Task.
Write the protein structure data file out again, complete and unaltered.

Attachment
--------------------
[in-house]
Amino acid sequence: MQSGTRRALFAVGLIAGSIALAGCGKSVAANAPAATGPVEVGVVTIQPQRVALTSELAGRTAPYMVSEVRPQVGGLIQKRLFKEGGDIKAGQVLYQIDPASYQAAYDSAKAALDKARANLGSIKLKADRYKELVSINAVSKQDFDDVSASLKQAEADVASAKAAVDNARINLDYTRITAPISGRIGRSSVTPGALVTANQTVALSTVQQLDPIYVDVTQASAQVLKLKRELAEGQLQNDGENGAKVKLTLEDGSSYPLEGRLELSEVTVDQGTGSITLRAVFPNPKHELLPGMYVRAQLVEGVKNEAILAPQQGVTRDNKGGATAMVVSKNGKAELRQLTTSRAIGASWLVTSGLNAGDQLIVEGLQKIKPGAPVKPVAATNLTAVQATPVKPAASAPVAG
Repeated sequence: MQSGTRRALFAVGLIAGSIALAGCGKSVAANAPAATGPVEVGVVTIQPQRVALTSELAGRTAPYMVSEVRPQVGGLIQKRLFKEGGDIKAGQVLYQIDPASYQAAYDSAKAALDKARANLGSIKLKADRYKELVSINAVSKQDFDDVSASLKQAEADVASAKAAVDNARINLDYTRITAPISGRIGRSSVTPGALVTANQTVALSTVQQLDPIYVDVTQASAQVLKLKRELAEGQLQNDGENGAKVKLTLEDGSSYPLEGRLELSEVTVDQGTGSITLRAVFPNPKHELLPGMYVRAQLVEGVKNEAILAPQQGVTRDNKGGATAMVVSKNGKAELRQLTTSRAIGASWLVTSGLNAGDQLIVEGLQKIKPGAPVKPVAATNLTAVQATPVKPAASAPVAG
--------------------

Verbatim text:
[in-house]
Amino acid sequence: MQSGTRRALFAVGLIAGSIALAGCGKSVAANAPAATGPVEVGVVTIQPQRVALTSELAGRTAPYMVSEVRPQVGGLIQKRLFKEGGDIKAGQVLYQIDPASYQAAYDSAKAALDKARANLGSIKLKADRYKELVSINAVSKQDFDDVSASLKQAEADVASAKAAVDNARINLDYTRITAPISGRIGRSSVTPGALVTANQTVALSTVQQLDPIYVDVTQASAQVLKLKRELAEGQLQNDGENGAKVKLTLEDGSSYPLEGRLELSEVTVDQGTGSITLRAVFPNPKHELLPGMYVRAQLVEGVKNEAILAPQQGVTRDNKGGATAMVVSKNGKAELRQLTTSRAIGASWLVTSGLNAGDQLIVEGLQKIKPGAPVKPVAATNLTAVQATPVKPAASAPVAG
Repeated sequence: MQSGTRRALFAVGLIAGSIALAGCGKSVAANAPAATGPVEVGVVTIQPQRVALTSELAGRTAPYMVSEVRPQVGGLIQKRLFKEGGDIKAGQVLYQIDPASYQAAYDSAKAALDKARANLGSIKLKADRYKELVSINAVSKQDFDDVSASLKQAEADVASAKAAVDNARINLDYTRITAPISGRIGRSSVTPGALVTANQTVALSTVQQLDPIYVDVTQASAQVLKLKRELAEGQLQNDGENGAKVKLTLEDGSSYPLEGRLELSEVTVDQGTGSITLRAVFPNPKHELLPGMYVRAQLVEGVKNEAILAPQQGVTRDNKGGATAMVVSKNGKAELRQLTTSRAIGASWLVTSGLNAGDQLIVEGLQKIKPGAPVKPVAATNLTAVQATPVKPAASAPVAG